EAST PROVIDENCE, R.I. (WPRI) — AAA workers have been out on calls all night for drivers whose cars are having a little trouble in the bitter cold.
AAA Northeast spokesperson David Raposa says the company has an excess of 50 trucks out on the roads, but with a high volume of calls, it is still not enough.
AAA roadside technicians have been slammed with calls due to the cold weather, saying the approximate wait time is four hours for service.
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Mike Avila, lead roadside technician with AAA, says the most common cold weather call involves dead car batteries.
“Batteries are like people. They like 60 degree weather just like we do,” Avila said. “When they don’t get 60 degree weather, they fail.”
Just four hours into his shift Thursday night, Avila has already responded to around a dozen different calls. All of them involved suspected dead car batteries.
Patricia Weltin of East Providence was one of those calls, claiming her car wouldn’t start. She called around 2 p.m. and was not assisted until almost five hours later.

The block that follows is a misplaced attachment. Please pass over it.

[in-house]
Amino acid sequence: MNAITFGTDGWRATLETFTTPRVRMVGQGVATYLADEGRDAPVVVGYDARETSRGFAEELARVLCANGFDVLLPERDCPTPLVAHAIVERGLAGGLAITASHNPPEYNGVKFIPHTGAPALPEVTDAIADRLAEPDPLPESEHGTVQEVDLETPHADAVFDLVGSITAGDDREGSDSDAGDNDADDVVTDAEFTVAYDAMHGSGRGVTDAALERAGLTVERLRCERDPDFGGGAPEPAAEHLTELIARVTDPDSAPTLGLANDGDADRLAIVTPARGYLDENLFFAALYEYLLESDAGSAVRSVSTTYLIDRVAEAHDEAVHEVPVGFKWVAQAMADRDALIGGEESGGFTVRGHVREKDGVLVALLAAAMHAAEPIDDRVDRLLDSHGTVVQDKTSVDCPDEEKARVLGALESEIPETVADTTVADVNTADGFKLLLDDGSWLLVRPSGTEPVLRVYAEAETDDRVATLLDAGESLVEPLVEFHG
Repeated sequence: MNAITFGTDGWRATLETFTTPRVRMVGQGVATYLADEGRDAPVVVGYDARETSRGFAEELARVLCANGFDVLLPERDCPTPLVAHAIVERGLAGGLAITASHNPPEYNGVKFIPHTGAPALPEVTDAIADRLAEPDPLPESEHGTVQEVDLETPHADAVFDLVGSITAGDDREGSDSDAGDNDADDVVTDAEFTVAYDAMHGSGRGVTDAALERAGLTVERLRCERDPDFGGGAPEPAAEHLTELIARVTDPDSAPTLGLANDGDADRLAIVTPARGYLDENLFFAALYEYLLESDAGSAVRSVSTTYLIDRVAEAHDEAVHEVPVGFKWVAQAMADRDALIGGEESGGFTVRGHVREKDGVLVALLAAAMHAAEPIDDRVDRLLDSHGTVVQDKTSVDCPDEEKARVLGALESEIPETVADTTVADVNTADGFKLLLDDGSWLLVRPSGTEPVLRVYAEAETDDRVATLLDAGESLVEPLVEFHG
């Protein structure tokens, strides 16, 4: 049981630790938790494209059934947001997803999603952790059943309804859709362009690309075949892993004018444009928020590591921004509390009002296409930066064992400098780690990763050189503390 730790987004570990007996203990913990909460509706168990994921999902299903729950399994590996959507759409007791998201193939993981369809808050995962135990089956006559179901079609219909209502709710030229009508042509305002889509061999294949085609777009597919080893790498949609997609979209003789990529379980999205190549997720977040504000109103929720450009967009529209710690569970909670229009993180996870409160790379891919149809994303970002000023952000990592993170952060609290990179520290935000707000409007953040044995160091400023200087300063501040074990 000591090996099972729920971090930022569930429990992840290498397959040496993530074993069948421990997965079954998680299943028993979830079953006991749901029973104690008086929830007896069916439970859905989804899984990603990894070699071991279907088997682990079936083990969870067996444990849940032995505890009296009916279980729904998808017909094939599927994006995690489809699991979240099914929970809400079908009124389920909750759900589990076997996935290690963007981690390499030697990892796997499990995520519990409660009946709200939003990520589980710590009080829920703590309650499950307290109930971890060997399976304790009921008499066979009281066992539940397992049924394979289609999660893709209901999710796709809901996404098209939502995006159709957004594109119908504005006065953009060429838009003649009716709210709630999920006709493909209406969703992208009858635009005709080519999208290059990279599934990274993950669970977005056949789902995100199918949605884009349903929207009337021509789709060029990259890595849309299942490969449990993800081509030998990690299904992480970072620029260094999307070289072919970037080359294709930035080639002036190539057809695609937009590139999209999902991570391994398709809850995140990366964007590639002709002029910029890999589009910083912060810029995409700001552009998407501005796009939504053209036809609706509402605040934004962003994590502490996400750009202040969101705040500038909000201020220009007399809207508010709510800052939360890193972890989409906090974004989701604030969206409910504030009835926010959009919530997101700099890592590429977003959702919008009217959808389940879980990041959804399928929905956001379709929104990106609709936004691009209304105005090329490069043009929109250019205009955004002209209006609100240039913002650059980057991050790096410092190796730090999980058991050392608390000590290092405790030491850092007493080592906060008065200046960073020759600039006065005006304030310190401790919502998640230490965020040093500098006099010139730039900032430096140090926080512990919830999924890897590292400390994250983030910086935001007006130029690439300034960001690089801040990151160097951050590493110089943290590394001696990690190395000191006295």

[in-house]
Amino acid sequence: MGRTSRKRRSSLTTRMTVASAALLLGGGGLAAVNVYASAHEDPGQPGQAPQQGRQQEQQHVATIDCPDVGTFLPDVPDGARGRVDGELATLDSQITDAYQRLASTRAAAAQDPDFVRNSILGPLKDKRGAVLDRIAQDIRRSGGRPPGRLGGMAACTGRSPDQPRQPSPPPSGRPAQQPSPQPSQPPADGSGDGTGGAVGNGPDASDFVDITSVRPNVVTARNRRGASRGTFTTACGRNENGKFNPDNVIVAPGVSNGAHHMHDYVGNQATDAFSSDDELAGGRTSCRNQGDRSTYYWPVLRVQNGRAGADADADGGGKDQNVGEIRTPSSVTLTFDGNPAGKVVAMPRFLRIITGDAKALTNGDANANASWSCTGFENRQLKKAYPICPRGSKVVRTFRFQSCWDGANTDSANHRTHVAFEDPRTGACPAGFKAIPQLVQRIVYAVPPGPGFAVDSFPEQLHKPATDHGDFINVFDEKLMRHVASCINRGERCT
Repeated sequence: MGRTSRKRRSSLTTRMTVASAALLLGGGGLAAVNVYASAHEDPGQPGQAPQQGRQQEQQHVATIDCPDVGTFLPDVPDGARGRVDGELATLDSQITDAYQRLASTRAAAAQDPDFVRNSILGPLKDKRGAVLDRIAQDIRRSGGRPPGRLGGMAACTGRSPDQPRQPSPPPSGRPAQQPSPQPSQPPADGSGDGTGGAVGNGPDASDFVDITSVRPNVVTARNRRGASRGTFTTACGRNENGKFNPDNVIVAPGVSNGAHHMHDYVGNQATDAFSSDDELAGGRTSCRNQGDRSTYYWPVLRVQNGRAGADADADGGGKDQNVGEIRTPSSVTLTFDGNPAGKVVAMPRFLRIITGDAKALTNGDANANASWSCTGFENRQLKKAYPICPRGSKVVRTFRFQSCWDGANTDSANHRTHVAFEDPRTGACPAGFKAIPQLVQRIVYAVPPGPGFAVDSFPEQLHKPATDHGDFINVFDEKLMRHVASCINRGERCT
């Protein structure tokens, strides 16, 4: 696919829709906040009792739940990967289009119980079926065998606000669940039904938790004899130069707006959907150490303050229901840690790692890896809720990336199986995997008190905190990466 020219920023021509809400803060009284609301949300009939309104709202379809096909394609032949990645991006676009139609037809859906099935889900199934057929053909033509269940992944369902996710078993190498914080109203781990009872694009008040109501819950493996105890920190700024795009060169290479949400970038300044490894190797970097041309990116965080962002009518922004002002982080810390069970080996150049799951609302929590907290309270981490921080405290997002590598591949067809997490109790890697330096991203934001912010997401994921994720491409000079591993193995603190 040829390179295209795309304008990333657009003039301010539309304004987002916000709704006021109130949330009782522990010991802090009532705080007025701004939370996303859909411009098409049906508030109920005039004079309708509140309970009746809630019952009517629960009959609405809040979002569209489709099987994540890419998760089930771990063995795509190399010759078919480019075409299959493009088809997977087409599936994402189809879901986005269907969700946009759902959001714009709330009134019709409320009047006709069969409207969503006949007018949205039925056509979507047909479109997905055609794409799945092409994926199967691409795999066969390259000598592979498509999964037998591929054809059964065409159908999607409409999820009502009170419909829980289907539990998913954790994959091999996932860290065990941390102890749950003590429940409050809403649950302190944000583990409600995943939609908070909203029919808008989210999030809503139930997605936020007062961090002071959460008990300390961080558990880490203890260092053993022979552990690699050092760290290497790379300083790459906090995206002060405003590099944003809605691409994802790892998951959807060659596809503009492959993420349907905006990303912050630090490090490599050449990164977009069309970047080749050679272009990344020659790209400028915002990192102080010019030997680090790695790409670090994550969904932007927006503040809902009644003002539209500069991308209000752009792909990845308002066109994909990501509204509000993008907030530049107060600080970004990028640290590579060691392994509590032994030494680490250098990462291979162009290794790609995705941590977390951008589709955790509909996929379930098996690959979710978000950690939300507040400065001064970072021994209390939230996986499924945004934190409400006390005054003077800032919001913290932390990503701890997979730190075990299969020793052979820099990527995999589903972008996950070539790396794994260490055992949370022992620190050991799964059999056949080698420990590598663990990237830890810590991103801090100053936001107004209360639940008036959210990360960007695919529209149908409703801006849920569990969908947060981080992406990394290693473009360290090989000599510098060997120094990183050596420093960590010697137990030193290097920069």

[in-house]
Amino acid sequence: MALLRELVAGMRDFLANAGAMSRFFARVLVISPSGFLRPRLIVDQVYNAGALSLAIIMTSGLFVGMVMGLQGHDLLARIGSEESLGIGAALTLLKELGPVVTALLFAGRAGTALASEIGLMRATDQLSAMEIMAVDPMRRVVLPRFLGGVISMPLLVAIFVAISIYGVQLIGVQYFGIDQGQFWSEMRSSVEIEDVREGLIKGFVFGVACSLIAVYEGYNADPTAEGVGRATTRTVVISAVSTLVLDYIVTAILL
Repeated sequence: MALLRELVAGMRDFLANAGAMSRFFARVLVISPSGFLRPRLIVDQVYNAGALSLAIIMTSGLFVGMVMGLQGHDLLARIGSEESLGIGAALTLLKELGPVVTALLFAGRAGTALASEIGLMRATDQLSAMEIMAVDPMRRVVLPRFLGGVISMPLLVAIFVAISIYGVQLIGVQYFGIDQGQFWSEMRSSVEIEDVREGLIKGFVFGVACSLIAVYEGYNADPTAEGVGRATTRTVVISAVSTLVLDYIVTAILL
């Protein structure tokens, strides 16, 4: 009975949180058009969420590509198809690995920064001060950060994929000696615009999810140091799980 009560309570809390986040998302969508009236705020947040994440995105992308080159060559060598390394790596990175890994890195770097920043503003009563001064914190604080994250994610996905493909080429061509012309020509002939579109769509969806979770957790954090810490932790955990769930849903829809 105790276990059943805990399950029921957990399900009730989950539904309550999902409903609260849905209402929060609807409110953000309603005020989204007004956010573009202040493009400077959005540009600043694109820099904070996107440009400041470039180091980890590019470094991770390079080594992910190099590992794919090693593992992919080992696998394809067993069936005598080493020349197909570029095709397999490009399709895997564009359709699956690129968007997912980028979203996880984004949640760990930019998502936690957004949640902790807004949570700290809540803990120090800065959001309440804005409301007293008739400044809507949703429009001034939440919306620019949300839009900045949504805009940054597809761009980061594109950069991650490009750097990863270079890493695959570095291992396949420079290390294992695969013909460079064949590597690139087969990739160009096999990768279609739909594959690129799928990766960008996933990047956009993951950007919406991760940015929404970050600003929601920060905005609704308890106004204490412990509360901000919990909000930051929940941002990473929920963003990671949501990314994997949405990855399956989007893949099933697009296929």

“They said they were very busy and they had a lot calls today and I can imagine because it’s freezing out,” Weltin said.
Thankfully, Weltin was able to wait inside her home and keep warm. AAA representatives said the call volume is three times higher than usual because of the weather.
“On days like today, our jump packs take a beating,” Avila said. “So, what I do is I keep it charging when I go to a call so I don’t ever have to worry about it dying on me.”
Avila said he expects to be jump starting cars throughout the night and into next week. He says the life of a battery all depends on maintenance. But unfortunately for New Englanders, it can also depend on the weather.
Weltin said when she called AAA, the first thing they asked her was if she was safe and out of the cold.
According to Raposa, AAA is prioritizing the people who are stranded out in the cold.
“Dispatchers are constantly prioritizing these calls, meaning that if you are safe at home, they might prioritize someone who is on the side of the road,” he said. “We are constantly looking at those calls and seeing who is in most of need of assistance to get them to a place to safety,” Raposa said.